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Linux+Solaris (was Re: Help offer)

Quoting Roberto Beccherle <roby@sunfe3.fe.infn.it>:
> By the way does anyone know if it is possible to repartition a hard disk
> whith Solaris already installed on it without damaging the disk and/or
> loosing data? (Ultra1 with solaris 2.5.1)
> If not does the method described in the howto allow also for dualbooting
> if one installs Linux on a second Hard drive?
> The problem is i'd like to try out Linux on my Ultra1 box but i HAVE to
> keep solaris running on it as it is at work and unfortunately not at
> home...


First, a disclaimer.  What worked for me may not work for you, so be

I have an Ultra 1 which previously had Solaris 2.5.1 installed, with a
2.1GB disk with 7 partitions, among them an 800MB home partition.  I
wanted to try Debian sparc Gnu/Linux, but since this is my work machine
I didn't want to make the jump at once.  I decided then to install
Debian in the partition previously allocated to home, while keeping the
Solaris usr and var partitions (my home directory was almost empty since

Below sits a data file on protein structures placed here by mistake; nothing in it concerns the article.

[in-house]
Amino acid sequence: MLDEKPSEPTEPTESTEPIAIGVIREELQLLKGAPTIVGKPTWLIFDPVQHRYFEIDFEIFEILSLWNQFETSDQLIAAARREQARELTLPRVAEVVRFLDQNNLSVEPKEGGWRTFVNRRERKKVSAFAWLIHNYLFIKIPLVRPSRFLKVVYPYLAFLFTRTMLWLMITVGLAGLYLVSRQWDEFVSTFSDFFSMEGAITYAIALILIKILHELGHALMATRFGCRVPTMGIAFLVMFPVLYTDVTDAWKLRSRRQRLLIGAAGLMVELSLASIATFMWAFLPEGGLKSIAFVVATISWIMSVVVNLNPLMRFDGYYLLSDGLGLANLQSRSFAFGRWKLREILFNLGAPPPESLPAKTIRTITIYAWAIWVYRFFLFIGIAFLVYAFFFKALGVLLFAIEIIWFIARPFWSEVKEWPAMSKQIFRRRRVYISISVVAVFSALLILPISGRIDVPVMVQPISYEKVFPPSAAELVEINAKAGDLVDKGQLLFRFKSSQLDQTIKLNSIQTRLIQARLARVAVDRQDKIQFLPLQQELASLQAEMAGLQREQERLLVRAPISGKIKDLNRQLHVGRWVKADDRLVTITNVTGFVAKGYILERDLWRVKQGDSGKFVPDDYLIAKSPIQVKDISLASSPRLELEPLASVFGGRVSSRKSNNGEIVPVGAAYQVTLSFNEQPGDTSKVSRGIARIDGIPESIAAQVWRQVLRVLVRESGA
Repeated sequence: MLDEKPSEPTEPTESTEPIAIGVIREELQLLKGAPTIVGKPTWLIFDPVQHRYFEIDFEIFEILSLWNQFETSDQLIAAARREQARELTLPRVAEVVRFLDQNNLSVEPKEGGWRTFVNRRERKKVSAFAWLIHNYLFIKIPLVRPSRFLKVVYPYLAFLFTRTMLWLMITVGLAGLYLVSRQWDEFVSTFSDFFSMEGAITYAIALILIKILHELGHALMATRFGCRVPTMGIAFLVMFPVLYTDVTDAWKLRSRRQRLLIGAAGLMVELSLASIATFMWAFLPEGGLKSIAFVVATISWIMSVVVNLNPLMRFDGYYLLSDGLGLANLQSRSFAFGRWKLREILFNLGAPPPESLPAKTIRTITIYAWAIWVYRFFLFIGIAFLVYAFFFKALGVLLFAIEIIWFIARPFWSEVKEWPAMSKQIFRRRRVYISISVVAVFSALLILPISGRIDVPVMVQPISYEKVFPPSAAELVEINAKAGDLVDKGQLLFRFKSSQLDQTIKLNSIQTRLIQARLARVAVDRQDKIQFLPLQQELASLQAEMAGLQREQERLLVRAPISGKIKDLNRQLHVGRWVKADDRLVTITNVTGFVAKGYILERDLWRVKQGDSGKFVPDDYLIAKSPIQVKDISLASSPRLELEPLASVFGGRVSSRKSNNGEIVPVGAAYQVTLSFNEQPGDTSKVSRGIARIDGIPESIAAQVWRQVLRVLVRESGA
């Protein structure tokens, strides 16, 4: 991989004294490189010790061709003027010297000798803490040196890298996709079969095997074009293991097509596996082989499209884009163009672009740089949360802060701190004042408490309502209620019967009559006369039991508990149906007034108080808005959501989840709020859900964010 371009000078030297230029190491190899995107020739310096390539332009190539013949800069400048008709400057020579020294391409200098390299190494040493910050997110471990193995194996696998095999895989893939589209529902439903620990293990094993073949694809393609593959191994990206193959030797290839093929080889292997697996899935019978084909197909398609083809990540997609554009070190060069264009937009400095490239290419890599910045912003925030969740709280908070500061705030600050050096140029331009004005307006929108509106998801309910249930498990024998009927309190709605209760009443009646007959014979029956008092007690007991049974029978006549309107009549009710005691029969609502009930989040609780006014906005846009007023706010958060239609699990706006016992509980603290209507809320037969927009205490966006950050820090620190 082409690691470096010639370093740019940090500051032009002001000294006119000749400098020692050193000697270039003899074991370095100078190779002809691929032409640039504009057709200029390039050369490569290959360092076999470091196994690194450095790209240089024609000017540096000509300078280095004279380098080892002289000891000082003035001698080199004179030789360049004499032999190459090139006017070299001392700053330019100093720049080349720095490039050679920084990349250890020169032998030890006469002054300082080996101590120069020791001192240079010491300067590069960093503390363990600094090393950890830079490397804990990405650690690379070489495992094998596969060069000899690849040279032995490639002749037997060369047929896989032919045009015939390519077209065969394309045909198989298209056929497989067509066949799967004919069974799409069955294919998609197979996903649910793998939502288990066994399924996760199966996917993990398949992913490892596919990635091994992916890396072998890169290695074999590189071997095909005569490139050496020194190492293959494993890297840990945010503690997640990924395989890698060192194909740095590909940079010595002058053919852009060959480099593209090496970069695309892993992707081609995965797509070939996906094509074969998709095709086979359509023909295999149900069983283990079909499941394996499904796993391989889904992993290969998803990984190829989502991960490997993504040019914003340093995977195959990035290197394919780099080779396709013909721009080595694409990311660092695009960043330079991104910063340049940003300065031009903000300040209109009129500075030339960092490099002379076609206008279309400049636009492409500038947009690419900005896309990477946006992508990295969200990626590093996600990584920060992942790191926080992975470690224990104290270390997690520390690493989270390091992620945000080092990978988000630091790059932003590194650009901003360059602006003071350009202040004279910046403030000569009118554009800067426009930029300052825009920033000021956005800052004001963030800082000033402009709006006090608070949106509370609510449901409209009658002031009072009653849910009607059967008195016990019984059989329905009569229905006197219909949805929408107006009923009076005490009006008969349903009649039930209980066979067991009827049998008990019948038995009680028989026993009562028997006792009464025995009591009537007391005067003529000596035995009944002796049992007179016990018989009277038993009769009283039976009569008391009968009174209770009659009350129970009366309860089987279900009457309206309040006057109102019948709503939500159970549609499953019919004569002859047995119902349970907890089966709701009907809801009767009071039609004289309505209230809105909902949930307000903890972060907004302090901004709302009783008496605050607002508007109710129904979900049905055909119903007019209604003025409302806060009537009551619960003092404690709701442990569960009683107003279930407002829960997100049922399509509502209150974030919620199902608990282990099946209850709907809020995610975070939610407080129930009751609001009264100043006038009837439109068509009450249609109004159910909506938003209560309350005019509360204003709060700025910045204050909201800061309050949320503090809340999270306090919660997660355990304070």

I use a network file system).  I did that and it worked beautifully; I
can boot to debian or Solaris with no problems.  Of course Solaris
doesn't recognize any more the home partition but that's not a problem.

So, I guess the answer to your question is yes, but YMMV.  The fdisk
program which came with Debian handles the partioning quite nice, just
be careful not to touch any essential (like usr) Solaris partition.  And
of course, the partition you convert to Linux are gone, as long as
Solaris is concerned.  One other thing, I don't think the fdisk program
can handle the resizing of a partition, so if you don't have a spare
partition to work with, and you don't want to change any existing
partition, your only way is to split a partition and reinstall the
corresponding Solaris partition.

I hope this helps.  Since I don't need to run any program under Solaris
in this machine that doesn't exist in Linux, and since I'm quite happy
with my present Linux setup, I'm about to completely wipe Solaris out of
the disk.  A warning, though: the libm library under Sparc/Linux is
almost twice as slow as the corresponding Solaris libm, so any program
that makes significant use of it may run significantly slower in Linux
than in Solaris (this is based in my benchmarks only).  I guess
this is because it's written in c, instead of carefully optimized in


Hermano Cabral

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